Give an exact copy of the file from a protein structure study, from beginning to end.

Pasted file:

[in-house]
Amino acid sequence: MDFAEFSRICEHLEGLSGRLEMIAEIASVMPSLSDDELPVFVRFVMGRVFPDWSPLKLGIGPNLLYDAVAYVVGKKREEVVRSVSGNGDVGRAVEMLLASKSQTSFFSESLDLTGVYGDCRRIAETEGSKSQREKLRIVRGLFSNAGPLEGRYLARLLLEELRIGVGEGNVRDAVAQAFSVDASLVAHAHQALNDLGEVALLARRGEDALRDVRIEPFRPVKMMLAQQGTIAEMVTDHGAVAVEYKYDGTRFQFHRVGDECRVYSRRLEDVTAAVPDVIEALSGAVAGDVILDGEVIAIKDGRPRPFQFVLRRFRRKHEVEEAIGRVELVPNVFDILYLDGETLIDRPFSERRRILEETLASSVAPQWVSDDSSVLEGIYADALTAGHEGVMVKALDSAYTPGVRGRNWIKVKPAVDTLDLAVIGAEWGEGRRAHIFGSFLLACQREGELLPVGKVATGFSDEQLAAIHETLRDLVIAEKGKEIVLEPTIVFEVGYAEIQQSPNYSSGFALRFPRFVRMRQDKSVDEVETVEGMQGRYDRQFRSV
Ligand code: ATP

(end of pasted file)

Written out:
[in-house]
Amino acid sequence: MDFAEFSRICEHLEGLSGRLEMIAEIASVMPSLSDDELPVFVRFVMGRVFPDWSPLKLGIGPNLLYDAVAYVVGKKREEVVRSVSGNGDVGRAVEMLLASKSQTSFFSESLDLTGVYGDCRRIAETEGSKSQREKLRIVRGLFSNAGPLEGRYLARLLLEELRIGVGEGNVRDAVAQAFSVDASLVAHAHQALNDLGEVALLARRGEDALRDVRIEPFRPVKMMLAQQGTIAEMVTDHGAVAVEYKYDGTRFQFHRVGDECRVYSRRLEDVTAAVPDVIEALSGAVAGDVILDGEVIAIKDGRPRPFQFVLRRFRRKHEVEEAIGRVELVPNVFDILYLDGETLIDRPFSERRRILEETLASSVAPQWVSDDSSVLEGIYADALTAGHEGVMVKALDSAYTPGVRGRNWIKVKPAVDTLDLAVIGAEWGEGRRAHIFGSFLLACQREGELLPVGKVATGFSDEQLAAIHETLRDLVIAEKGKEIVLEPTIVFEVGYAEIQQSPNYSSGFALRFPRFVRMRQDKSVDEVETVEGMQGRYDRQFRSV
Ligand code: ATP